Topic: Robert Mak
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December 4, 2012 at 7:43 AM
Robert Mak, whose half-hour Sunday political show on KING-TV was canceled after 11 years, confirmed Tuesday he opted to leave the station rather than accept its offer to stay on as chief political reporter.
“I appreciate the offer to stay, and after considering it seriously I simply decided it was time to start something new,” Mak said.
Mak said he hopes to stay in Seattle and in journalism. “I have a lot of ideas and interests that I would like to pursue, but I’m keeping an open mind,” he said.
The final “Up Front with Robert Mak” aired Sunday
When KING last month announced the cancellation of the Emmy-winning show, Executive News Director Mark Ginther attributed it to an advertising slowdown that forced cuts throughout the station.
Ginther said the news staff was being cut by seven positions, through a combination of layoffs and not filling vacant jobs.
Mak had been with KING since 1992 except for a two-year hiatus working for former Mayor Greg Nickels
On his weekly show, Mak regularly interviewed top elected leaders and other newsmakers, moderated candidate debates and dealt with some of the region’s thorniest political and social issues.
Mak said he’s thankful for the chance to work with “talented and wonderful people” at KING. “And I’m forever thankful to the viewers who shared a half-hour of their valuable time with us every Sunday.”
November 21, 2012 at 4:11 PM
Bad news for Washington political watchers: KING-TV has canceled its long-running Sunday political program, “Up Front with Robert Mak.”
KING Executive News Director Mark Ginther confirmed the decision Wednesday, attributing it to an advertising slowdown that forced cuts throughout the station.
The Emmy-award winning show will air its final segment Dec. 2, ending an 11-year run as one of the region’s best known and most in-depth TV programs covering politics and government. Mak regularly interviewed top elected leaders and other newsmakers, moderated candidate debates and showed a deft touch in explaining some of the region’s thorniest political and social issues.
Mak has been offered “a role to continue on as our chief political reporter,” Ginther said. He said he expects Mak to stay on but has not heard a formal reply. Veteran Up Front producer Mike Cate also will be retained. Some of the material previously covered on Up Front may now be folded into an extended Sunday-morning newscast. Mak did not immediately return a phone message Wednesday.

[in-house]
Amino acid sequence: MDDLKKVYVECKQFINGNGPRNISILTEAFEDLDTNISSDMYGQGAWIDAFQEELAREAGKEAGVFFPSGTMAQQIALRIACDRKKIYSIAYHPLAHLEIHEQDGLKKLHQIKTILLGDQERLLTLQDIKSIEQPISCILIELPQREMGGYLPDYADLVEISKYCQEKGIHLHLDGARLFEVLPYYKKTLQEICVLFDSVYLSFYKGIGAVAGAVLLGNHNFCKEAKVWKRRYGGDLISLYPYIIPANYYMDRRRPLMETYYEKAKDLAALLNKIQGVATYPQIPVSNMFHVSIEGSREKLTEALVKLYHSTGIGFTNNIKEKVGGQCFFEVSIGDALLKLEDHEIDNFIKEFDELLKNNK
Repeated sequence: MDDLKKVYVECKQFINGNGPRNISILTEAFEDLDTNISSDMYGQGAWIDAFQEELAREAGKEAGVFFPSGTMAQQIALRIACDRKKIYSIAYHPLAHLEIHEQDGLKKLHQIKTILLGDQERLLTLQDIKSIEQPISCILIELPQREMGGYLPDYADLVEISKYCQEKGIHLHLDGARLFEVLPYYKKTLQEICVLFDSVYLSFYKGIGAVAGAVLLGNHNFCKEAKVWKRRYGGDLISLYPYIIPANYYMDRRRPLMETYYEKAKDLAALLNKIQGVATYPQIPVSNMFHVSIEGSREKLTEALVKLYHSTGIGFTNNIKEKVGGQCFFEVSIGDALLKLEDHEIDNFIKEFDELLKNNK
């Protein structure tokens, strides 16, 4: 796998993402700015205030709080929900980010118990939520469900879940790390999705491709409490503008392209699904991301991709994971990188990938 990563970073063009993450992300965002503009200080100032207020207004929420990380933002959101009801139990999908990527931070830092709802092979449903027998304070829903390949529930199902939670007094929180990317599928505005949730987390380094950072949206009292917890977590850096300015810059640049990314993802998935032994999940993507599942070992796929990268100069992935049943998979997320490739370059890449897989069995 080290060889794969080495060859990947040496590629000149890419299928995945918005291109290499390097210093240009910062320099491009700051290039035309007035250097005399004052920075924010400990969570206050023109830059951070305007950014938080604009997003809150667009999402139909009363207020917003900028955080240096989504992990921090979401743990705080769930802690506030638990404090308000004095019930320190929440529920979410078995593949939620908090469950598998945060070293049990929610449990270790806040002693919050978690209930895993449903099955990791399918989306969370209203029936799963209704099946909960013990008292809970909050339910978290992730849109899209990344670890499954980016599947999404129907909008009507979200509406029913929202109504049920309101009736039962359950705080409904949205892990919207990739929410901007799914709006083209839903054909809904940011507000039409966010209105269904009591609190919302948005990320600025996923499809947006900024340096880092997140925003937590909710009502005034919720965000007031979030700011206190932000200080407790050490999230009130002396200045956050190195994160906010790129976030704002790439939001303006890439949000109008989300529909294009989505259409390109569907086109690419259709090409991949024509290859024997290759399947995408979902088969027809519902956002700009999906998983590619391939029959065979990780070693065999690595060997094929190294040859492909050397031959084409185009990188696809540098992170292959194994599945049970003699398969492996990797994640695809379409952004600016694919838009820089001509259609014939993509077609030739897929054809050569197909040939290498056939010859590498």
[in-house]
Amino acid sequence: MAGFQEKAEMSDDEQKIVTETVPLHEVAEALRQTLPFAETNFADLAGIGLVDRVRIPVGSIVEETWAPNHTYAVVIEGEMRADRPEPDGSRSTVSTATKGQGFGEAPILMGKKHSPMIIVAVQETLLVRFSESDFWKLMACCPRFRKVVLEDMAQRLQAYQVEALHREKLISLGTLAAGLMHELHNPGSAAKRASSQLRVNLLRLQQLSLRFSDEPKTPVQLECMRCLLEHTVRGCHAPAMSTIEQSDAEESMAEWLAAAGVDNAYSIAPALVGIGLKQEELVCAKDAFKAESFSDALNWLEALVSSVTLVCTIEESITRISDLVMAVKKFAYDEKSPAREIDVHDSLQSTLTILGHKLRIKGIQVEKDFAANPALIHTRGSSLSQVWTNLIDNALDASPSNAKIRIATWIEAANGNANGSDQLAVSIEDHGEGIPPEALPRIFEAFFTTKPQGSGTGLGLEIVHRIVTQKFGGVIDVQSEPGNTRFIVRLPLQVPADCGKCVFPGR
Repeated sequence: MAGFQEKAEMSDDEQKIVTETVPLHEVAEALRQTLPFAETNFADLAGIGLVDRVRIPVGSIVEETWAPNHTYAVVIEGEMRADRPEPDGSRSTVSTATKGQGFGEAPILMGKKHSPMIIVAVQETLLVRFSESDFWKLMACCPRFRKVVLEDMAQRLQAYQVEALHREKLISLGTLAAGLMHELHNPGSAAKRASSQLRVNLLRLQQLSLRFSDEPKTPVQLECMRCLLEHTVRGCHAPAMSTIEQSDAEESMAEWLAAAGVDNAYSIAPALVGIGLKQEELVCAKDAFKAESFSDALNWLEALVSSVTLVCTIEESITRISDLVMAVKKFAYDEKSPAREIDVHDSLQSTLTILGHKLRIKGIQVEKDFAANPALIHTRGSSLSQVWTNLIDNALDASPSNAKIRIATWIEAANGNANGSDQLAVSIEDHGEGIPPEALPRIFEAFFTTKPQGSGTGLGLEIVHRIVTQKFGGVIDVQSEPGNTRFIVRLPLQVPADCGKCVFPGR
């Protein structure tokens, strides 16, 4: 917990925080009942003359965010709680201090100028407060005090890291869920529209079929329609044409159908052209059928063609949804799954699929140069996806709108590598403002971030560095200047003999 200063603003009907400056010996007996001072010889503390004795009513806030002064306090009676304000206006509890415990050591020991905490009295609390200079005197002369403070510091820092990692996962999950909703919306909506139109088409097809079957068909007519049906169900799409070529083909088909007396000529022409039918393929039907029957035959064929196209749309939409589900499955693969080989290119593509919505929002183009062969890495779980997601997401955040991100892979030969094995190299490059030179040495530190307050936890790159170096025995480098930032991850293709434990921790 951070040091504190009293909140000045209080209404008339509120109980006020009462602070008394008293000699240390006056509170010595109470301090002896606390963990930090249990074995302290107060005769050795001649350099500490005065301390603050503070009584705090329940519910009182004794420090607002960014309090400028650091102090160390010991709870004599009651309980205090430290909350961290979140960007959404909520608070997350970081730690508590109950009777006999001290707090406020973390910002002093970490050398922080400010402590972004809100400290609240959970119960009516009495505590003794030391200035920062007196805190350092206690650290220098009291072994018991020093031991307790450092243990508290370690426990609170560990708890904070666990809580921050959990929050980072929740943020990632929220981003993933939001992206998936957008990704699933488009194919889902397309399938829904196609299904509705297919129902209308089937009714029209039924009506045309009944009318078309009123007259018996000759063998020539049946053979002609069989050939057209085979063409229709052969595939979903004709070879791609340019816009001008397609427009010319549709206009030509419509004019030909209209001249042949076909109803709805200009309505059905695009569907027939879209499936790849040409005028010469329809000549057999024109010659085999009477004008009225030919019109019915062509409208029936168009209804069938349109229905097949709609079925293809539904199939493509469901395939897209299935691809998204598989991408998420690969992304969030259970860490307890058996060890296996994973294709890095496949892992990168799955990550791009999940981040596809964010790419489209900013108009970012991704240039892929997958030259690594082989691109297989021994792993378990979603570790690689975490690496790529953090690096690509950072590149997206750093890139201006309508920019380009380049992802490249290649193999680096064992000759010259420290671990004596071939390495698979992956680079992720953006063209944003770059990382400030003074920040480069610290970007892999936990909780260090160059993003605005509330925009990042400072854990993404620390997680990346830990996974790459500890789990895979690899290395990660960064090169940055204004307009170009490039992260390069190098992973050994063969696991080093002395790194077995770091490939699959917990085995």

Ginther said it wasn’t so much Up Front’s ratings that led to the decision. “The ratings were OK,” he said. But he said KING couldn’t sell enough advertising for the show to justify the amount of staff work that went into producing it every week.
The Seattle advertising market “isn’t performing as robustly as we had hoped,” Ginther said, even with the political season’s ad boom. In a round of cutbacks last week, Ginther said the KING newsroom was reduced by seven positions, through a combination of layoffs and not filling vacant jobs.
October 19, 2012 at 3:19 PM
With ballots mailed and negative ads airing on TV, congressional candidates Suzan DelBene and John Koster laid into each other this morning during a taping for KING TV’s political talk show, Up Front with Robert Mak. The show will air Sunday, but KING let me sit in, and the debate between the candidates veered quickly off the usual talking points and got heated fast.
“John Koster has crossed the line. He has been sneaking around my house taking pictures,” DelBene said, referring to a photo on the Koster campaign website of her house in Medina. “It’s frankly creepy.”
Koster barely had time to deny it before they were on to the next round. The two argued about DelBene’s wealth (“Not such a middle class life as perhaps portrayed,” Koster said. DelBene responded: “I’ve been through what people have been through all through our district.”) They tussled over each other’s voting records. They discussed abortion rights, which DelBene supports and Koster, though opposed, said he would uphold since it’s the law.
DelBene brought up a piece I wrote about a speech Koster gave last year in which he said too much government assistance contributes to “slothfulness” and “laziness.” Koster said on KING that unfilled fruit-picking jobs in Eastern Washington are proof that “people take advantage of programs” like welfare.
Koster brought up a whistleblower’s accusation that the state Department of Revenue did a $2 million favor for a politically influential taxpayer during DelBene’s tenure there as director. DelBene called the claim, which the state auditor’s office is investigating, “a baseless accusation from a very desperate campaign at this point.”
The newly redrawn 1st District, which runs from Redmond to the Canadian border, is nearly evenly divided between Democrats and Republicans.
Up Front airs Sunday at 9:30 a.m. and 11:30 p.m. on KING, at 10 a.m. on KONG, and at 8 p.m. on Northwest Cable News.
As for the photo of DelBene’s house, it appears to have been taken from a boat. DelBene’s spokesman says the position of the umbrella indicates the photo was taken this summer. Koster’s assistant campaign manager said they didn’t take the photo, but found it on the Internet.
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